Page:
Agunanek piliyuq. - She is making clothes.
Sewing in classical Alutiiq society was often a social activity. Women enjoyed each other’s company as they produced clothing and covers for skin boats. Girls began participating at the age of six, making thread and braiding line. Some communities recognized a young woman’s coming of age with a public festival where her mother gave away her sewing tools. This act symbolized the family’s preparation for their daughter’s new adult life.
In addition to providing protection from the weather, clothes symbolized an Alutiiq person’s place in society. A garment’s animal skins and decorative elements reflected their wearer’s age, gender, and social position. Members of the wealthy ruling class wore elegantly decorated parkas of sea otter, fox, or ground squirrel pelts, or furs imported from the mainland. Jewelry and tattoos added to the appearance of prestige imparted by these rich materials. In contrast, the less affluent wore simple clothes sewn from bird or seal skins. Whatever your status, your clothes provided a spiritual link to the animal world. Alutiiq people kept their garments clean and well repaired to show respect for the creatures that supported human life.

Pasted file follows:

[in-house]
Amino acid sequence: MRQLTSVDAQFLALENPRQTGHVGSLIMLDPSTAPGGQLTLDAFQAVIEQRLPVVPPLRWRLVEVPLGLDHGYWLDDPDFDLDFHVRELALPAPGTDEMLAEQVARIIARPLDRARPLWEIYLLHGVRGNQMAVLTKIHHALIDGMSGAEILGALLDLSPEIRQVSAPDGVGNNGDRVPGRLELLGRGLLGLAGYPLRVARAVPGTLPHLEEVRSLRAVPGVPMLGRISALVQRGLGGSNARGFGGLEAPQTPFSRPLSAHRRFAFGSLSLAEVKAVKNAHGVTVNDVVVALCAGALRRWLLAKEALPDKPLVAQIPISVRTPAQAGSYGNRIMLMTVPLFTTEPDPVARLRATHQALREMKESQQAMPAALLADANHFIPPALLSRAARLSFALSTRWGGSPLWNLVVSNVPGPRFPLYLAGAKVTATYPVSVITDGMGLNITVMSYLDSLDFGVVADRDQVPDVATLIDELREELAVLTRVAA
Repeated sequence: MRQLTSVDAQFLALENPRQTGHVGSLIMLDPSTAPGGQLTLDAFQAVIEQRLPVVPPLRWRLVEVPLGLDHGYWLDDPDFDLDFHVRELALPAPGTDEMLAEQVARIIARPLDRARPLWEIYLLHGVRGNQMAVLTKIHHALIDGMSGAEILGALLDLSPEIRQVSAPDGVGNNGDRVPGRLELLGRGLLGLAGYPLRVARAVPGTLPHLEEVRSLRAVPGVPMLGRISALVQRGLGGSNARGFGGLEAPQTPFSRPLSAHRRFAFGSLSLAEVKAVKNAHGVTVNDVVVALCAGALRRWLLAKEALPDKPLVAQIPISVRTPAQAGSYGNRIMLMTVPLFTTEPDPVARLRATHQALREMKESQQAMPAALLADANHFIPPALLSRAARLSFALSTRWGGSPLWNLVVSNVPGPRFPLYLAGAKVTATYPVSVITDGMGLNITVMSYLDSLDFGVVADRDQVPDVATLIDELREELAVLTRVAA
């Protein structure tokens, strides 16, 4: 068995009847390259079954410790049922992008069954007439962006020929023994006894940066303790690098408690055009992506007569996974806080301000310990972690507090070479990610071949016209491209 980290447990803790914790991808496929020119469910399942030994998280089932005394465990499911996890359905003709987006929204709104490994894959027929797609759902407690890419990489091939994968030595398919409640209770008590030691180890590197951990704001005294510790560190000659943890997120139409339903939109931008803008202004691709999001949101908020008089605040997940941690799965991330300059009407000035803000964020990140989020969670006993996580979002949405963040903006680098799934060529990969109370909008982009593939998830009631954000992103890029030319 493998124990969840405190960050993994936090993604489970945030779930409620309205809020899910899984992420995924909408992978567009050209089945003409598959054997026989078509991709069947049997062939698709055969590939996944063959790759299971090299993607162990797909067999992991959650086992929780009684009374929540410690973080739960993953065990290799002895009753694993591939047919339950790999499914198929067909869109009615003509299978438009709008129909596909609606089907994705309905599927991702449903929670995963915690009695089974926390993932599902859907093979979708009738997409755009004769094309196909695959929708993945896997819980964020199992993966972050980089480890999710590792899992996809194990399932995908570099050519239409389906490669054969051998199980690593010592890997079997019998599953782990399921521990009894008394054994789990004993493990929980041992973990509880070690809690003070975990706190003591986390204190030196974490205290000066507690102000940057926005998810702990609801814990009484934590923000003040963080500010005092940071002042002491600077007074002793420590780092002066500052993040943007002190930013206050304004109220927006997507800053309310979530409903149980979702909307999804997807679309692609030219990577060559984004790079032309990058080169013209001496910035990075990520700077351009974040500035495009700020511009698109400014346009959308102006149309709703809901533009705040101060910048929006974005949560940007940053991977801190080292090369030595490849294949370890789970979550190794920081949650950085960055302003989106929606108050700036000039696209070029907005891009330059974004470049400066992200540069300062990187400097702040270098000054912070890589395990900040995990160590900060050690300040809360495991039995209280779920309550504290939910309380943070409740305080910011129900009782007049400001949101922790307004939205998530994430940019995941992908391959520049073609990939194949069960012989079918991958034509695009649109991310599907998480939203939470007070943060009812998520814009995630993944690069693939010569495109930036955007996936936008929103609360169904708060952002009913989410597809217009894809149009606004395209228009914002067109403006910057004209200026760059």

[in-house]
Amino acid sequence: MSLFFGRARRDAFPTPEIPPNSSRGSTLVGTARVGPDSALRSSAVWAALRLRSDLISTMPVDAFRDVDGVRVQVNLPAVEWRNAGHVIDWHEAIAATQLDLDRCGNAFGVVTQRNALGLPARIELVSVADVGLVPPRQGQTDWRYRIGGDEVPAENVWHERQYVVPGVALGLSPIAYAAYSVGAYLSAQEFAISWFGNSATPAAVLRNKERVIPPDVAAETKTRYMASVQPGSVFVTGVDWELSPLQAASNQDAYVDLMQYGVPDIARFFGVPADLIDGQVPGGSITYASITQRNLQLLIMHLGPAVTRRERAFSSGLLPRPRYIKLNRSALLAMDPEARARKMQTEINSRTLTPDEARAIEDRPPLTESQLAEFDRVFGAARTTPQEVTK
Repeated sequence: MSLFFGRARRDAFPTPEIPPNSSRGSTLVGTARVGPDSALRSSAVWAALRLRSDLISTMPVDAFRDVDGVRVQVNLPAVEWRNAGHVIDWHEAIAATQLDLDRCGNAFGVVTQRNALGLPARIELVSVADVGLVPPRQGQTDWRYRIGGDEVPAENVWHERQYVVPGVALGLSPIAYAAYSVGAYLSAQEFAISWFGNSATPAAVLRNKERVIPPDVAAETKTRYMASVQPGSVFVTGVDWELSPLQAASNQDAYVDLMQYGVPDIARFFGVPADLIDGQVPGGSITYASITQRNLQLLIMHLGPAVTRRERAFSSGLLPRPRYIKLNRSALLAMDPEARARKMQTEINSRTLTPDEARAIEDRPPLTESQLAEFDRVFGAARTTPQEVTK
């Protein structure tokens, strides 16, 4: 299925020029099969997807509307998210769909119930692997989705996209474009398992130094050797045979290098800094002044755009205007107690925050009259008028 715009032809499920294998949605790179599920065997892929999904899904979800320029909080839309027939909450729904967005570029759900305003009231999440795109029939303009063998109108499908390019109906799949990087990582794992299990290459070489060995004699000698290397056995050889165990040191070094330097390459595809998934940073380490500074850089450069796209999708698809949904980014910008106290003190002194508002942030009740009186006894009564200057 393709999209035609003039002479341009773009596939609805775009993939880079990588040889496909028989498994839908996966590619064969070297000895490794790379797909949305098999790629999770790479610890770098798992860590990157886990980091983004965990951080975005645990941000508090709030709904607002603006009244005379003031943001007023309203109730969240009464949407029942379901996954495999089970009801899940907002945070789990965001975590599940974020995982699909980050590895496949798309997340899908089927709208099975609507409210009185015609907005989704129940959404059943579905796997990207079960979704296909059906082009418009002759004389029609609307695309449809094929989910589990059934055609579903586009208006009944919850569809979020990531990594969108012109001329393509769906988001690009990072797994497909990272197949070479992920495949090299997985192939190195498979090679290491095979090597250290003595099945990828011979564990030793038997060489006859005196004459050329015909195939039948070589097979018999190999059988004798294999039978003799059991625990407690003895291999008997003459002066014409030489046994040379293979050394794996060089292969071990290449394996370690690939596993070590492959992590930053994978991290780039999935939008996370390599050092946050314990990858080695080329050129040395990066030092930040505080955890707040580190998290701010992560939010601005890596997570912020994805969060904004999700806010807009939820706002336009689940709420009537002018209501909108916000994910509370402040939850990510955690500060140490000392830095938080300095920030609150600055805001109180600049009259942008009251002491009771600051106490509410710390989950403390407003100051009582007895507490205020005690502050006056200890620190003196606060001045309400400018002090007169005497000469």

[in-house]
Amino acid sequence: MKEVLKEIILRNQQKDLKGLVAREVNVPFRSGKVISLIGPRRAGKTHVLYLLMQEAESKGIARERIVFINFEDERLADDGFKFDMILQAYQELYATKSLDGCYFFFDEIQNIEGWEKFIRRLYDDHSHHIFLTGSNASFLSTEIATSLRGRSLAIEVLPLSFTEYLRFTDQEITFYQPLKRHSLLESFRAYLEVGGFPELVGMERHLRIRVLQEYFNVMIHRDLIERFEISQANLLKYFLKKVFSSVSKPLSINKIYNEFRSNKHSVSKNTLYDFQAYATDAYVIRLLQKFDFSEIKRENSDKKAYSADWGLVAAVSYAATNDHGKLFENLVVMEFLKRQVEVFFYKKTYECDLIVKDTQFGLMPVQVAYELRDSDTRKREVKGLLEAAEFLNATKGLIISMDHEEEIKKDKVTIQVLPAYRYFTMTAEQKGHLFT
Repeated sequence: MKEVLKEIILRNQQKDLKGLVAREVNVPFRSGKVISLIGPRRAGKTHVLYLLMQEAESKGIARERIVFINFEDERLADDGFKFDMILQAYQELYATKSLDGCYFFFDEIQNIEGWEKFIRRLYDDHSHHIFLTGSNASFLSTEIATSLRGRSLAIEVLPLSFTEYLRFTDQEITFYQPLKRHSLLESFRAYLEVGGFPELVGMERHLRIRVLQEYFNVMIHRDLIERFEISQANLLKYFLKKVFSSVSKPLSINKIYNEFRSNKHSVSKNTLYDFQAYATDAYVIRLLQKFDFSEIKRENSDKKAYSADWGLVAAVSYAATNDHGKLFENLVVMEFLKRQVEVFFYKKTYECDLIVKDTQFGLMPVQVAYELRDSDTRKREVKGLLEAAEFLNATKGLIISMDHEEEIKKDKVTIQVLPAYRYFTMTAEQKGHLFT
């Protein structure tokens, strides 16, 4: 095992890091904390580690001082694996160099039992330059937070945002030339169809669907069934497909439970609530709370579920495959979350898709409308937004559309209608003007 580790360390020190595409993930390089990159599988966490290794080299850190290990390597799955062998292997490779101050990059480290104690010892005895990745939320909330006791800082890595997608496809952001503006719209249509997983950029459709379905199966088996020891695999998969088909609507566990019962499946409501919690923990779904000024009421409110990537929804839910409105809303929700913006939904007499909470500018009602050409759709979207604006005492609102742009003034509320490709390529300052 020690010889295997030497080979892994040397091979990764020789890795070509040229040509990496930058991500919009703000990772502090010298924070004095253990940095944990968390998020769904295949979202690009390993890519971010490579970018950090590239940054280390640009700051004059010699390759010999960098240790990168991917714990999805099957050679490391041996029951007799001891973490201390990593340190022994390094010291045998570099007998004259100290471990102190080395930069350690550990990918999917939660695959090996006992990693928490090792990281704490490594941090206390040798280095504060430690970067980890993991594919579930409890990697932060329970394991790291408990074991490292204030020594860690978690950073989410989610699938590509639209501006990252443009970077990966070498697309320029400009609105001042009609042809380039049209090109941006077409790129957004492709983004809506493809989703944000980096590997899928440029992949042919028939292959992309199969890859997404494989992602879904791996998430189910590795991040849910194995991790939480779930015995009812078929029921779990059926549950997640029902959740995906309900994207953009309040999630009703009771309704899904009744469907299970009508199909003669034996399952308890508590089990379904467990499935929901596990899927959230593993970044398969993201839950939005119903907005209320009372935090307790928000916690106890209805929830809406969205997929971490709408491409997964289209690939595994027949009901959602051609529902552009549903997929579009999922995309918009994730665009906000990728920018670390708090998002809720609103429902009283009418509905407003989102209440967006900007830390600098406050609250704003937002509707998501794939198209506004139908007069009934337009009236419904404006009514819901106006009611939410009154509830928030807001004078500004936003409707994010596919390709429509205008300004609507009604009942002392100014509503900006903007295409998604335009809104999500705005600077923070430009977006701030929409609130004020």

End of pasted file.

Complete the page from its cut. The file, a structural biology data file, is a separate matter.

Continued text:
Photo: Cormorant skin parka. Etholen Collection. National Museum of Finland.